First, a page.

Peter Flom’s answer as above is on-point. On your follow up, the confidence interval (CI) gives you two important pieces of information: the estimate of effect and the precision of your estimate.
1) Effect estimate: Your CI has a lower bound of -1.356 and an upper bound of 0.234. A negative number indicates a negative relationship and a positive one indicates a positive one. Note that your CI includes the value 0, which would suggest no relationship.
2) Precision: how “wide” your estimate is, i.e. The distance between upper and lower bounds. If the distance is small or narrow, the estimate is quite precise. A wide estimate including 0 such as yours suggest the data are very scattered, and we can’t get enough information from your sample to indicate that a true relationship exists.
A clue to interpretation exists in the p-value. When we run the statistical test on your data, we are calculating the likelihood we would see the pattern shown by your exact data in “infinite” imaginary samples if there were truly no association between the dependent and independent variables.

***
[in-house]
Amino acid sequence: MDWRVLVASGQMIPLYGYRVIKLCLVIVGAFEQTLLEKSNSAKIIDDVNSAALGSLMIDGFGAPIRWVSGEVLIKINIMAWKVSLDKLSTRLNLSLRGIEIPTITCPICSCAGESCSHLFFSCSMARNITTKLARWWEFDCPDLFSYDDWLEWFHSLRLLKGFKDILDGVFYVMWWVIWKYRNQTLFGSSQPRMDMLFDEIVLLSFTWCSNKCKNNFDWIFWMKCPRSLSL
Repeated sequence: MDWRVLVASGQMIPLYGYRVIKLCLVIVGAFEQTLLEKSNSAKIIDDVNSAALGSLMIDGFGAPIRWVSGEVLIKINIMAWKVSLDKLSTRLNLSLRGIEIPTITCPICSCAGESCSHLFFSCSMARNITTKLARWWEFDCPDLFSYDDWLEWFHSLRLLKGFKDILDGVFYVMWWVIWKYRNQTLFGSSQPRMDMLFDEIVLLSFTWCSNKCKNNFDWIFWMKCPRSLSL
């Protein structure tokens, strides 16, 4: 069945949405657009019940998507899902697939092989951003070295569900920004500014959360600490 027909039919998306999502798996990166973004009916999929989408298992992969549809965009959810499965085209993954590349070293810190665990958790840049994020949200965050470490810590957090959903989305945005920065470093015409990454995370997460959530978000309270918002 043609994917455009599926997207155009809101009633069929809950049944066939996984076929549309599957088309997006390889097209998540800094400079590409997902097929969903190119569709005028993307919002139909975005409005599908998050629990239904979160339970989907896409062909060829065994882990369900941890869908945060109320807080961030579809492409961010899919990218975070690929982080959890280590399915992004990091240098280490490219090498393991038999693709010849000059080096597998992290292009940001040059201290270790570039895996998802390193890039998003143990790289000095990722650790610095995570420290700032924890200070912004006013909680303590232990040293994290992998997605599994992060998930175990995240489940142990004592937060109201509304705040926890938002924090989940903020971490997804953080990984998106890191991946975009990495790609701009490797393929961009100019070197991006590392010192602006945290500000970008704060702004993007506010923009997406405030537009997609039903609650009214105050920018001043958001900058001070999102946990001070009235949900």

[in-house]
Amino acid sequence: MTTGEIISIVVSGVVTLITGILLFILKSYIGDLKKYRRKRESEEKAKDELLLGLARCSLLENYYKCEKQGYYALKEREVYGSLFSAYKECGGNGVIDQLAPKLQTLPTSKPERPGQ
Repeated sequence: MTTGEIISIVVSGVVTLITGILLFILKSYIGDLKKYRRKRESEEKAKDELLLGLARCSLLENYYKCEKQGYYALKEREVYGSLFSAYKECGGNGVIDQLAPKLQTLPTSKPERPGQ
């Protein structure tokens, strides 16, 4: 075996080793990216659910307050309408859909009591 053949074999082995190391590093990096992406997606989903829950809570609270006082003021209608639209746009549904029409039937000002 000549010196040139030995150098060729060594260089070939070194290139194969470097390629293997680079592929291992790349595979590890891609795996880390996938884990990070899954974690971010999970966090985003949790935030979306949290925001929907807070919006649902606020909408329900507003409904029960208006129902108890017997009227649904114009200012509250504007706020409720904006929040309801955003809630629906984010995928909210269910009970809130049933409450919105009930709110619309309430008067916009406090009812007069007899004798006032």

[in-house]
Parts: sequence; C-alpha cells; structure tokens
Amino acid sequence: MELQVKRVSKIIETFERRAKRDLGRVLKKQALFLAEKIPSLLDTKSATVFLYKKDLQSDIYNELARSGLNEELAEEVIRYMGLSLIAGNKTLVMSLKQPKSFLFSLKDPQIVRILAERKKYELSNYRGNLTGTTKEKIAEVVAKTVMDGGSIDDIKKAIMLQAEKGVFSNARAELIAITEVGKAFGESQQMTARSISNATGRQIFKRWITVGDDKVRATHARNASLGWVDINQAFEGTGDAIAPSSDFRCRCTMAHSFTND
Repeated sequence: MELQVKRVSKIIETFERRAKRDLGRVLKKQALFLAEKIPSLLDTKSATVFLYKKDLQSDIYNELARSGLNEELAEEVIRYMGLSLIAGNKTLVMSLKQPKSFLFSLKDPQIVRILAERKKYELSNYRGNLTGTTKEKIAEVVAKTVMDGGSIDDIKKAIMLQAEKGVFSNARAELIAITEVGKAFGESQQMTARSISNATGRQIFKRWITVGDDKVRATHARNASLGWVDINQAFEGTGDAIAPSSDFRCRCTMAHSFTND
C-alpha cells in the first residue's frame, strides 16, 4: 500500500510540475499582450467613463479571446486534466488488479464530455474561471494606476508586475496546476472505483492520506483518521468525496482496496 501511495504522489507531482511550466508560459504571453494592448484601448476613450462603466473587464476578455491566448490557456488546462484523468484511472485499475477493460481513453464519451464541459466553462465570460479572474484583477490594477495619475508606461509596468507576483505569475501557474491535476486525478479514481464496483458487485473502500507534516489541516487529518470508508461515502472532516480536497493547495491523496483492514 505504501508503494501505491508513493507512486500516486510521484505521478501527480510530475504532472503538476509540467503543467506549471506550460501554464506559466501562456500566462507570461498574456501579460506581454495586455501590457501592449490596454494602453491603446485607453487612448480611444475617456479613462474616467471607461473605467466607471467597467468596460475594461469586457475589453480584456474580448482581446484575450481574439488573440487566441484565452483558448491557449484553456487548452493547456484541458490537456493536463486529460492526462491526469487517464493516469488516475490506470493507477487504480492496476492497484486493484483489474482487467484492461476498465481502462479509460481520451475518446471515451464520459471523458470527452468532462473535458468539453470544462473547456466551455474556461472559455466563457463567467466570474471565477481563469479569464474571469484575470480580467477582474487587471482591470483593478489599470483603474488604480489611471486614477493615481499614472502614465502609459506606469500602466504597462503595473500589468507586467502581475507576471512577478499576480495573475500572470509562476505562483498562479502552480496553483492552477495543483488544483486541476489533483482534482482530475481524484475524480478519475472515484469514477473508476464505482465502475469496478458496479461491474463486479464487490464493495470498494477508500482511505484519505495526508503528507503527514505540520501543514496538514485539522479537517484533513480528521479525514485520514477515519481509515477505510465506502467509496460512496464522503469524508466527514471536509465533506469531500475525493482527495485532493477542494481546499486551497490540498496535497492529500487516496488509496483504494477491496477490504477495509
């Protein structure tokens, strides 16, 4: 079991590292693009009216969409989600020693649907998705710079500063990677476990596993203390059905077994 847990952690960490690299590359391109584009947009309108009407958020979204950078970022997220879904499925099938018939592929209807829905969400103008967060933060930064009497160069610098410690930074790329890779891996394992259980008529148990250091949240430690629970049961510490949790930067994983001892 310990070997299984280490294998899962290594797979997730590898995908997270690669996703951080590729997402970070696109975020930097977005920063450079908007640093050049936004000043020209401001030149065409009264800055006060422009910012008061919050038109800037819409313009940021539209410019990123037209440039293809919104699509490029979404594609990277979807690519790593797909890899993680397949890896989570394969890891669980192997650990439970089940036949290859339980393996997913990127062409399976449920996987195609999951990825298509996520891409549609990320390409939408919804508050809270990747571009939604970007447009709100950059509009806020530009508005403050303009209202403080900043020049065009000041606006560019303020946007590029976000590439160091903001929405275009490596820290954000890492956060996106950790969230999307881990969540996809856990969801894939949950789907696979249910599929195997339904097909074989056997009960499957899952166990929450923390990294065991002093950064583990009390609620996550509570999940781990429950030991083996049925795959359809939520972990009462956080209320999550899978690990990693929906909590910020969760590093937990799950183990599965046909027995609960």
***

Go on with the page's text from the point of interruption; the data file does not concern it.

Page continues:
Unfortunately your p-value is fairly high, and together with your confidence interval suggest that there is no evidence for a relationship when just comparing these two variables with your data. If anything, there is (very very weak) evidence suggesting there could be a negative relationship, but really we don’t know.
A CI and p-value go hand-in-hand. The narrower a CI and the farther it is from 0, the lower the p-value.
Your intercept tests give a very different set of stats, but unfortunately in a linear regression this isn’t the main item of interest: the value of x1 is the key item, and if anything the data suggest your independent y variable may clustered around a certain value for reasons unrelated to the dependent variable.